She continues in that vein for several more paragraphs. It is her chief argument. It is completely facile. With broadcast media, the rationale for a “public trustee” requirement was obvious: the spectrum is a zero-sum game and regulation by the government was essential. In exchange for the right to broadcast exclusively over that limited spectrum, we required conformity to various rules, including serving up a certain percentage of news, educational, emergency notification, and other public interest content free of charge. But there is no similar rationale for imposing those requirements on cable or satellite channels, for which there is essentially infinite bandwidth.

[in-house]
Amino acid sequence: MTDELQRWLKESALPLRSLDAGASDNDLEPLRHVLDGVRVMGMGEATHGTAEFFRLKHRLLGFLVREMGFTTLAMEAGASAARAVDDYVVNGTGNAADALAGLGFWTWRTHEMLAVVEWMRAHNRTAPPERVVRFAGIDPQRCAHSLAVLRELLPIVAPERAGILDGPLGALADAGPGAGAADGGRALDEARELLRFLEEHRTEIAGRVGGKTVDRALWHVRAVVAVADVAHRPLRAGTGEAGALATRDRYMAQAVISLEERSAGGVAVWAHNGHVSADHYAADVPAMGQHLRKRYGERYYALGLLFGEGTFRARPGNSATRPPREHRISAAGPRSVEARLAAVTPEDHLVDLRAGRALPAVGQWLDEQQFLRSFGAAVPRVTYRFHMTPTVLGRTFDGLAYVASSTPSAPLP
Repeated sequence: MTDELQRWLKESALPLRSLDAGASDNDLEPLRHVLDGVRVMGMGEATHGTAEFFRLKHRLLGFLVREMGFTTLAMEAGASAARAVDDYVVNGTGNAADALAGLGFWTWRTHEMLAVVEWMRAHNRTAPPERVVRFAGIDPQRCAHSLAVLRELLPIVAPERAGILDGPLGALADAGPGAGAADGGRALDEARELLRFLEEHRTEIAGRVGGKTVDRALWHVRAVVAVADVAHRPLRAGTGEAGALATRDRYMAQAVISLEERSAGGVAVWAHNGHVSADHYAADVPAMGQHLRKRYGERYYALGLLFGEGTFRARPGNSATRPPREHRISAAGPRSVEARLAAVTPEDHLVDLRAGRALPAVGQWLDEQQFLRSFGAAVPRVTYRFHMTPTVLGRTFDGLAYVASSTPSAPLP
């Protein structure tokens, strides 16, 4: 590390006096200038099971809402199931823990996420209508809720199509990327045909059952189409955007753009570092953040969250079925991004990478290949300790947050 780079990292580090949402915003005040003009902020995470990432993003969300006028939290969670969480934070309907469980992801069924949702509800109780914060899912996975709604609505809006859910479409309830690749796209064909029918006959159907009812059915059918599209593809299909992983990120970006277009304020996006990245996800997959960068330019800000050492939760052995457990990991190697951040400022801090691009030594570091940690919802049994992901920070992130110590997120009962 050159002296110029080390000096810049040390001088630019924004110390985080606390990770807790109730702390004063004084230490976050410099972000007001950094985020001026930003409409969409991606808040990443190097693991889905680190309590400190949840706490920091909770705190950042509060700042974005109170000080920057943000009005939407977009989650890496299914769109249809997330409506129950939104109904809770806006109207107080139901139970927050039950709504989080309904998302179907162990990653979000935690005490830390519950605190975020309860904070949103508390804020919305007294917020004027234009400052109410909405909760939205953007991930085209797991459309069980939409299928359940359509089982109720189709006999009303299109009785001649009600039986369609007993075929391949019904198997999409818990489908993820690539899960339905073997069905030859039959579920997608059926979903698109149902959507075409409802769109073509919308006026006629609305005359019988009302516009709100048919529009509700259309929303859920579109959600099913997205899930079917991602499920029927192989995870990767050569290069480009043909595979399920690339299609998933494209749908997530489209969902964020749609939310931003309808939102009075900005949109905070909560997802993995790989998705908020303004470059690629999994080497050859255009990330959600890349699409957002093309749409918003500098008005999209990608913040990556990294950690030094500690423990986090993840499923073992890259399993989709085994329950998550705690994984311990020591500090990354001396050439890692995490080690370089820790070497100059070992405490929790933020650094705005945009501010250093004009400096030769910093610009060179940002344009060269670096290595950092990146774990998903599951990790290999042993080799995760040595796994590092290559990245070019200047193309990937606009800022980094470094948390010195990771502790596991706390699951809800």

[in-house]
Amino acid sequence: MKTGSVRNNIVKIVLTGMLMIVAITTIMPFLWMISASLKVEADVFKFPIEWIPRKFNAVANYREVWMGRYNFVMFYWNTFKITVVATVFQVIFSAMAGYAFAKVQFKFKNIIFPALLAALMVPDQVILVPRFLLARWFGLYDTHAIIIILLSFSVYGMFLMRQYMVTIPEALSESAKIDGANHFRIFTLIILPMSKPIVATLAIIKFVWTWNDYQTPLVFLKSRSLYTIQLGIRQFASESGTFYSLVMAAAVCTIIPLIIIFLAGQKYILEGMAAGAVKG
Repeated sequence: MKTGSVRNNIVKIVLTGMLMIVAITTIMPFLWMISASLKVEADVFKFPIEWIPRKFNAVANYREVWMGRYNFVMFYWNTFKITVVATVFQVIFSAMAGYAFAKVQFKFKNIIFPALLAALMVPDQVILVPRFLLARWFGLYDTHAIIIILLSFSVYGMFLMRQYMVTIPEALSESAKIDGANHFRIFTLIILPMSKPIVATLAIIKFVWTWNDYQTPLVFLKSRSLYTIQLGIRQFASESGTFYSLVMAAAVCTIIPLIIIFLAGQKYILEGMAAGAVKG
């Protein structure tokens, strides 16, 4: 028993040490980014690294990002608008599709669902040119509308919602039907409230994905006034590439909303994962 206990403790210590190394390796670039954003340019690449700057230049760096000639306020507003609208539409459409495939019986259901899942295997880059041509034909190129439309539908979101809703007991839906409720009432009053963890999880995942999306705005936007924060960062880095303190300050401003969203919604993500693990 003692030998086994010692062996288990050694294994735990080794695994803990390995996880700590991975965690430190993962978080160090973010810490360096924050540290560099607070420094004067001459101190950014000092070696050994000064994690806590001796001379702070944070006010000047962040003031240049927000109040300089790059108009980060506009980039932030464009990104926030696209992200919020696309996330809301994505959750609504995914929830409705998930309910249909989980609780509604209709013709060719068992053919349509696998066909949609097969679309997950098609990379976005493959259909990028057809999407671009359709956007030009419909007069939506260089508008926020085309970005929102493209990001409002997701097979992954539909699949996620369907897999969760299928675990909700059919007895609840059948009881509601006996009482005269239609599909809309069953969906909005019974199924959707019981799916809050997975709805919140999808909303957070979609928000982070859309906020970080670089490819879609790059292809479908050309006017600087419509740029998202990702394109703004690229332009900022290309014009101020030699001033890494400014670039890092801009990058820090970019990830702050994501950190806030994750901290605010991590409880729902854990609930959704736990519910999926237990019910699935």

The much more compelling argument, implied by her opener and only vaguely made in her conclusion, is the notion is that certain content is sufficiently vital to the public interest that it shouldn’t depend on one’s ability (or even willingness) to pay for it. But that would require a whole scale adjustment of the American media environment.
Newspapers, arguably the most in-depth means of conveying political information to the public, have always charged money. In the Internet age, most papers are at least partially online and offer some of their content free of charge. But the most important American papers—the New York Times, Washington Post, and Wall Street Journal—are highly metered, increasingly walling off most of their coverage from those unwilling to pay for it. By Crawford’s standard, they shouldn’t be able to do that. But, given that it’s incredibly expensive to maintain a world-class news organization, someone’s got to foot the bill.